But thanking him for the source of that pain makes me pause. Can I thank him for that too? Thank him as an audacious act of faith that even this pain can be become something meaningful in his hands?

I’m not there yet. But when I see again and again God’s ability to redeem pain in ways that defy logic and comprehension, I wonder if I should be. I see it in my life, in the lives of those I love. I see it in a story like Corrie and Betsie ten Boom, two sisters in Christ who suffered far more than I ever have.

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As Corrie and Betsie settled into their live at Ravensbrück, they held worship services in the barracks. They were shocked to find no interference from the guards. It was the one place they were not under oppressive supervision. So many women packed in around where they stood under a dim light bulb that they had to add a second “service” after the evening roll call. They marveled over the freedom they had to read the Bible and pray in this way in such a place.

I’ll let Corrie finish the story:

“One evening I got back to the barracks late from a wood-gathering foray outside the walls. A light snow lay on the ground and it was hard to find the sticks and twigs with which a small stove was kept going in each room. Betsie was waiting for me, as always, so that we could wait through the food line together. Her eyes were twinkling.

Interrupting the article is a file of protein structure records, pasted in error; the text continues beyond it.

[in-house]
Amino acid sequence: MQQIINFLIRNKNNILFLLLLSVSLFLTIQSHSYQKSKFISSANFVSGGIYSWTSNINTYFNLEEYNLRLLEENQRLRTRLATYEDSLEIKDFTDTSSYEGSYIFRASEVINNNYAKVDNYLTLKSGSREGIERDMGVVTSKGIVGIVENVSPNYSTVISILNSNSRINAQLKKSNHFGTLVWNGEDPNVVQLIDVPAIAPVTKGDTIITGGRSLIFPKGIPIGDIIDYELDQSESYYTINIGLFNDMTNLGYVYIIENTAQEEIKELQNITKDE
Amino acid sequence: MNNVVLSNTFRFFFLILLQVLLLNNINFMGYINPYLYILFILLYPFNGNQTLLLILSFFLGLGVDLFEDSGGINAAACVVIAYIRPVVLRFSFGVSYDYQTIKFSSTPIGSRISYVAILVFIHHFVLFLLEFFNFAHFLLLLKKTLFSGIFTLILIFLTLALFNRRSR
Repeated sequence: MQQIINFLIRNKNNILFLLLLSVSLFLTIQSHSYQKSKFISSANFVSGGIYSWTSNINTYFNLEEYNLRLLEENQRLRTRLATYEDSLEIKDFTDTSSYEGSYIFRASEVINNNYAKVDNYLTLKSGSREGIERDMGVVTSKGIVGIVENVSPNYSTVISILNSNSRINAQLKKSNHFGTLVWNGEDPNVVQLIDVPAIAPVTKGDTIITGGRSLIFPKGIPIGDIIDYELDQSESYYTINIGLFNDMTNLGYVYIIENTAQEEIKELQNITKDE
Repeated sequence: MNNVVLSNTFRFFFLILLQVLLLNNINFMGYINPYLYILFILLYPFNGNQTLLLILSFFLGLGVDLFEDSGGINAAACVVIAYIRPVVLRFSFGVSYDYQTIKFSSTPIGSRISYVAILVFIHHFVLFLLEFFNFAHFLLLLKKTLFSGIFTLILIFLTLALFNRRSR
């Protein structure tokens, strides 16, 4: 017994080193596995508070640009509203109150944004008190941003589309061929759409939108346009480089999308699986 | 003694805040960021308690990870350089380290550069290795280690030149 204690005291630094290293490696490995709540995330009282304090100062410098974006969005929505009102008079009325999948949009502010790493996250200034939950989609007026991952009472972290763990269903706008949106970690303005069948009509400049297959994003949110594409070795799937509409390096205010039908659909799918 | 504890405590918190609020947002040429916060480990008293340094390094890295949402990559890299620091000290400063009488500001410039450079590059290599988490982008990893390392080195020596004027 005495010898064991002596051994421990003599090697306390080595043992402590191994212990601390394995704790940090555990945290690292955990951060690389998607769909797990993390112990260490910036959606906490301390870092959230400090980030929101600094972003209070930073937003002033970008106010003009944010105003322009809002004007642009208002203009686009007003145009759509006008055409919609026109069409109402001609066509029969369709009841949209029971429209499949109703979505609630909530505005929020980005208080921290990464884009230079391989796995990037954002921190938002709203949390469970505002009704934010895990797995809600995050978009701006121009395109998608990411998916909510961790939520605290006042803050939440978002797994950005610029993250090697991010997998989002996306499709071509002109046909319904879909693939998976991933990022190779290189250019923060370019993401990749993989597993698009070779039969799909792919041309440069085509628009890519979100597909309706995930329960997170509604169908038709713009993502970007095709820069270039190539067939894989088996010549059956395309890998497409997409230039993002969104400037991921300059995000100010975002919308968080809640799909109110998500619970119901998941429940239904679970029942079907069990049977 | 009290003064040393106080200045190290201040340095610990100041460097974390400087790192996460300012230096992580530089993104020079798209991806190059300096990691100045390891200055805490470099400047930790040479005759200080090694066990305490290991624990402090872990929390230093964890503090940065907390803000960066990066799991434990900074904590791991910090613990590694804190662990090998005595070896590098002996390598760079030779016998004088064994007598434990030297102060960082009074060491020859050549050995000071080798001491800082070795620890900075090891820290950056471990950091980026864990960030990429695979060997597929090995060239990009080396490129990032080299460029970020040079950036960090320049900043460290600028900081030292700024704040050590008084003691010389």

“‘You’re looking extraordinarily pleased with yourself,’ I told her.

“‘You know, we’ve never understood why we had so much freedom in the big room,’ she said. ‘Well–I’ve found out.’

“That afternoon, she said, there’d been confusion in her knitting group about sock sizes and they’d asked the supervisor to come and settle it.

“But she wouldn’t. She wouldn’t step through the door and neither would the guards. And you know why?”

“Betsie could not keep the triumph from her voice: ‘Because of the fleas! That’s what she said, “That place is crawling with fleas!’”

“My mind rushed back to our first hour in this place. I remembered Betsie’s bowed head, remembered her thanks to God for creatures I could see no use for.”

I’m still learning this one. I’m still learning what it means to “give thanks in all circumstances,” what it means to give thanks in pain, what it means to give thanks, perhaps, even for my pain. But I’m pulled towards thanksgiving by a God who is always faithful, who does not cease to work in the valley of the shadow, by a God whose own pain burst open into our greatest hope.

Can't Stop Looking At You: Friday Morning Coffee #76